GIVING KIDS A HEAD START © Duncan Graham 2006
Imagine you’re a professional woman married to a mid-level government officer. His job includes ensuring you join an hierarchal organisation of public servants’ wives.
Your position in the group known as PKK (Family Welfare Movement) is not determined by election or ability, but by your husband’s rank. So the leader is not necessarily the most competent, energetic or well educated, but the wife of the most senior bureaucrat.
There’s no similar organisation for men who are married to public servants.
To an outsider with Western ideas of women being independent and equal this relic of New Order social engineering seems archaic, certainly unbalanced. But that doesn’t seem to faze Maya Indrayana whose husband Kantika works for the Surabaya City Council.
Maya is employed in the private sector. She’s a lecturer in design at Petra Christian University and also runs her own business. Her superior in the PKK is Dyah Katarina whose husband Bambang Dwi Hartono has a better job than Kantika. He’s the mayor of Surabaya.
Both women are enthusiastically involved in a PKK program to give poor kids a head start in life through early childhood education.
Maybe Maya’s lack of resentment is because the PKK is so well established in the Indonesian social structure. Despite its assumptions about gender and lack of democracy, it seems to be well regarded and doing good work where it’s most needed.
The PKK started in the 1960s in Central Java with a program, of alleviating village poverty. It expanded into other provinces in the following two decades and has been involved in community health, family planning and education. Nationally the titular head is the President’s wife, Kristiani Herrawati.
In the PKK in Surabaya Maya answers to a smart woman who warrants respect, and probably deserves the top position in her own right.
Dyah is no mayor’s handbag. She went to Airlangga, East Java’s most prestigious public university and graduated in psychology. Her first job was with a labour agency assessing the suitability of applicants for overseas jobs as maids by testing personality, aptitude, intelligence and skills.
She said this gave her insights into the backgrounds, hopes and concerns of poor people who leave their homes –often in desperation - and for the first time in their lives head overseas
The two women also share a love of education and kids. So Maya’s imposed role of administrative oversight of a kampung pre-school for the poor seems to be a welcome addition to her other responsibilities.
The PKK in Surabaya wants a free pre-school in every sub-district of the East Java capital. There are almost 1,300 so with only 200 pre-schools in place there’s still some way to go.
Maya’s responsibility is the Bougainvillea Pre-School in a kampung where most breadwinners pedal pedicabs, run food carts or collect scrap metal for a living. Her husband Kantika reckoned that the monthly family income would be well below Rp 500,000 (US $54) a month. There’s not much money, but there are plenty of kids.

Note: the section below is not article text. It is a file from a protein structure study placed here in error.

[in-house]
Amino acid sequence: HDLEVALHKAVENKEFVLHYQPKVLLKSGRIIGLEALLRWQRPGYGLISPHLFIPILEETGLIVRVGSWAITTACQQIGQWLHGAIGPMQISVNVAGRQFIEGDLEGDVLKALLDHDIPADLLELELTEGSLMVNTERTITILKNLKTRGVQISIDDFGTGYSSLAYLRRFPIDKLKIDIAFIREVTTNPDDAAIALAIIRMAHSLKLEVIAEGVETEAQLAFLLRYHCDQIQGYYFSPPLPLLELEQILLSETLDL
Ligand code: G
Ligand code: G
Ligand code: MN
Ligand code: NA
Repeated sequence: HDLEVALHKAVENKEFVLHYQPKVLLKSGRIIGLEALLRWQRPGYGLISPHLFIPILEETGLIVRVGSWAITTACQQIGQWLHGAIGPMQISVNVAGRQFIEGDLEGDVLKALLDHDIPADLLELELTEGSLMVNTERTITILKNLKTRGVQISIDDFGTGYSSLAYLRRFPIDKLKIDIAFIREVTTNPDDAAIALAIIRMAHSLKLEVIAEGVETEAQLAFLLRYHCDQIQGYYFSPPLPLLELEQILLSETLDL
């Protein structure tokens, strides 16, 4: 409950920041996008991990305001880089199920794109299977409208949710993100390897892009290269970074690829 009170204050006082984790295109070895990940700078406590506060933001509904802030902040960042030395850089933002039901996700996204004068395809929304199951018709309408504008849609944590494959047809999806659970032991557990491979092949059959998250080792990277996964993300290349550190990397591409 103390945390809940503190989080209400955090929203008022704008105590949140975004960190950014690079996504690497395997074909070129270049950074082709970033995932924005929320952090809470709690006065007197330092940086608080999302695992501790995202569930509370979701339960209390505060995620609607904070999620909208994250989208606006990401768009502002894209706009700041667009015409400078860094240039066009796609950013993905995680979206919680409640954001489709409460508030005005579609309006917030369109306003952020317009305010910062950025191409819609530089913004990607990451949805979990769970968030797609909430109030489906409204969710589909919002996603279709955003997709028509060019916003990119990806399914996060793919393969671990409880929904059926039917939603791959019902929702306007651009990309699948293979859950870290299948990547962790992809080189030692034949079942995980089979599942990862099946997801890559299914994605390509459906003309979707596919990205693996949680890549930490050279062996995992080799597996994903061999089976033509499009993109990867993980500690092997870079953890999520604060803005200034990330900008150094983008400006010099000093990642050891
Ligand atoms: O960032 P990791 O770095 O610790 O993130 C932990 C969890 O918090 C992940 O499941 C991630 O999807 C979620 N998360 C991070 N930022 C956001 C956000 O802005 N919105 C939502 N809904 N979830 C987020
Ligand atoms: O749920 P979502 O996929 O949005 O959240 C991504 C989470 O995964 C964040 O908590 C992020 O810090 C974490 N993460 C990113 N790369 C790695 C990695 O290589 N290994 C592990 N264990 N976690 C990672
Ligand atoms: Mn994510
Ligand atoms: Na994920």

For these families a voluntary monthly fee of Rp 5,000 (US $0.50 cents) to have their child get into the learning routine seems to be acceptable, with an enrolment of around 100.
“People here understand the benefits of education,” said Maya. “The problem is finding the money. If they haven’t got it, they can still be enrolled, so in effect the pre-school is free.
“Our vision is to care for the poor. The golden years (of early childhood) are so important in forming attitudes to learning in later life.”
What happens if the parents are sceptical, maybe arguing that school is a waste of precious time? Who could blame them for thinking the future is hopeless, and that their kids will never get work as adults in a nation that already has an estimated 40 million unemployed.
“We say that without education they have no chance in life,” said Dyah. “We tell parents that clever people can become self-sufficient and find ways to work – but they must first have the schooling.
“Indonesia is overcrowded – there are just too many people. However we also have many natural resources and future opportunities. The government doesn’t have the money, so we have to do this ourselves. This is our initiative.”
The pre-school’s name sounds charming, but if there is any scent from the lovely blooms then it’s swamped by the odour of drains. The little kids play in a cramped area so small that the pre-school has to run three shifts a day.
They do have little chairs and tables, bright posters and a few educational toys. Parents (meaning Mums) drop in to watch and lend a hand. It’s far from being an ideal environment, but it’s where they live and clearly popular.
The seven teachers are volunteers who have been trained through a program run by the University of Surabaya.
Dyah said the provincial government now had a budget line for early childhood education. A bid was being made for a Rp 28 million (US $3,000) grant to start new centres and upgrade others. She said there was no help from international aid agencies.
Maya said the PKK pre-school program worked in Surabaya because so many people were prepared to give their services free. “It’s not like this in Jakarta,” she said.
“Here we’re enthusiastic. We want to be involved and provide our time as volunteers. We plan another 14 pre-schools in the next year, all in poor areas.”
(First published in The Jakarta Post 20 October 06)